(I’m not putting everything in spoilers for this review if it occurs near the beginning of the game).
There are a few games that tend to top any Best of All Time Lists. Photopia, Counterfeit Monkey, Spider and Web, Hadean Lands, and Anchorhead are some that frequently top lists. Lost Pig is another that is almost always near the top of Best Of lists.
Surprisingly, the author wrote this game in one month, according to a SPAG interview. However, the concept was brewing for over a year, and the PC was borrowed from a blog the author was writing.
The game deals with an orc who has lost their pig. They travel underground and find a semi-bandoned Cave home.
What does it do right?
== Dealing with the parser==
It is hard to get used to a parser. It requires a very specific sort of syntax, and everyone struggles when they first try a parser game.
Lost Pig has some of the same issues; I couldn’t figure out many commands in the game when I first played it years ago, and some people recently who’ve tried it that are new to parser said they had trouble with it.
However, and this is a big however, this game has a big advantage over other gsmes: the PC talks in the same way as parser commands. GET SPOON, GO UP, DROP PIG are all a sort of caveman language, and this game is completely written in that caveman (or orcish) way. This, combined with its light puzzles and great writing, have made it a common recommendation for those new to parser.
==Strong PC/Narrative Voice==
This game and Violet, the next year’s winner, have incredibly strong PCS. You completely enter Grunk’s world when you play this game. Everything is described from his point of view, and it can be hilarious. Much of the enjoyment of the game is trying to puzzle out what Grunk is actually talking about. As one of the IFDB reviewers noted, Grunk seems dimwitted, but if you read between the lines, he has a sort of sweet cleverness that shines through.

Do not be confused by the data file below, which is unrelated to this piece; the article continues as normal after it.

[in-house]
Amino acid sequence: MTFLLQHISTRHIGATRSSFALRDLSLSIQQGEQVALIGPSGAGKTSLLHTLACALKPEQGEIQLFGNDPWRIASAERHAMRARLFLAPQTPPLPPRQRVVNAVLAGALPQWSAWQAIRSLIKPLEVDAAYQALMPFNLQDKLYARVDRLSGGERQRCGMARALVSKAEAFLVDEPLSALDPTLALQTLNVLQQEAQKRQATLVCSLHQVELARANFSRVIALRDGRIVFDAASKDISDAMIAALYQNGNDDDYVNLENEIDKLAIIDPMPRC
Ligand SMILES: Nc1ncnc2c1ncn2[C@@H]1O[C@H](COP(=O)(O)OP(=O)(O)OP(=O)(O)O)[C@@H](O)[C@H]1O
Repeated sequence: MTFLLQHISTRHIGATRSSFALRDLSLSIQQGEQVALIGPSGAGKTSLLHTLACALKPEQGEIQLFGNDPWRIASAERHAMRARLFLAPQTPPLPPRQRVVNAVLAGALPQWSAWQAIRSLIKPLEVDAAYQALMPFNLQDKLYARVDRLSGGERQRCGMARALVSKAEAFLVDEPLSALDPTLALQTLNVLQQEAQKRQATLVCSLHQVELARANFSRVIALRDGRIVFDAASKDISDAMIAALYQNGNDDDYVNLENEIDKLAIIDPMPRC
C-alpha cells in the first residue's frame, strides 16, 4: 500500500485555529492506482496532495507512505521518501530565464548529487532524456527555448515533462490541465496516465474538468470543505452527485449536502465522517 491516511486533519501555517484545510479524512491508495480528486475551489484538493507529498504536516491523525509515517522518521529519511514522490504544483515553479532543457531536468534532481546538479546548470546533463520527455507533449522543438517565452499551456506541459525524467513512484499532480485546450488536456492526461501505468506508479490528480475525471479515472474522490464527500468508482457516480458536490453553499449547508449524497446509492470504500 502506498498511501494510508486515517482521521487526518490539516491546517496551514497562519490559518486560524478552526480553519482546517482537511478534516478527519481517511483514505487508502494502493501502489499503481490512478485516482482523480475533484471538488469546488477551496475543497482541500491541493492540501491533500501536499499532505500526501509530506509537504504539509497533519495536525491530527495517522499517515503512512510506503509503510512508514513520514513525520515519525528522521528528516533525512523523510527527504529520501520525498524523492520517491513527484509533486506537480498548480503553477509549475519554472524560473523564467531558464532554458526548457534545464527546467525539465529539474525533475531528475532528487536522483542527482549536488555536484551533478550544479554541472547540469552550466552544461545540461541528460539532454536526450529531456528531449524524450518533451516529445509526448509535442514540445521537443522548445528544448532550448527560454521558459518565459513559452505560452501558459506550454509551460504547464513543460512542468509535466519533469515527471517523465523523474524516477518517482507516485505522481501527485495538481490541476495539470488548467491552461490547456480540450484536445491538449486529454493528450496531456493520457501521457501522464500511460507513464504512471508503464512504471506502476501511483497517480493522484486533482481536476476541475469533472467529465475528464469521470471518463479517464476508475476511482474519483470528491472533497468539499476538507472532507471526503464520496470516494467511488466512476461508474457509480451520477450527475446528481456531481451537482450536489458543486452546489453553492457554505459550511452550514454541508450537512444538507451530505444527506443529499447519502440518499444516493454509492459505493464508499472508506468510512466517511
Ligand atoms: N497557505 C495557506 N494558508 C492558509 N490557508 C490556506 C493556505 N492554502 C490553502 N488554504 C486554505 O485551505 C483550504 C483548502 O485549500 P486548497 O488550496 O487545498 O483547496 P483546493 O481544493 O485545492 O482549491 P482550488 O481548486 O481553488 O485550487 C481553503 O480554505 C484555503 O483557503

This game has one of the strongest NPCS of all time: the gnome. The gnome seems to be everything Grunk is not: intelligent, loquacious, irritable. The gnome can talk about a huge number of topics. The game will give you suggestions; pursuing this leads to more suggestions, and more and more. Many people have spent an hour or hours just trying to exhaust all the topics mentioned.
The gnome is also complex in his motivations and personality. Irritability is tempered with kindness, and intelligence is tempered with a lack of motivation. He is powerful, but feels trapped. His relationship with Grunk is something that’s hard to pull off.
As mentioned above, conversation is very deeply implemented in this game. But that’s not the only deep thing in this game. All sorts of synonyms and verbs were accounted for; one reviewer was amazed that you could REACH IN CRACK WITH POLE. All of the standard responses have been changed. EAT ME is accounted for, as is lighting your pants on fire and eating them before and after burning them.
The author has put a lot of care into providing nice surprises for the player and anticipating their responses.
Interestingly, Lost Pig is one of only 3 Best Games not be nominated for Best Story. I think this is because it’s characters, setting and feel were so well developed and polished that the traditional storytelling could take a back seat to the characters and their development. Few games have been able to achieve that level of storytelling through character development alone; Galatea leaps to mind.
In any case, Lost Pig was a very strong games and marked the beginning of a much more user-friendly Era for best games.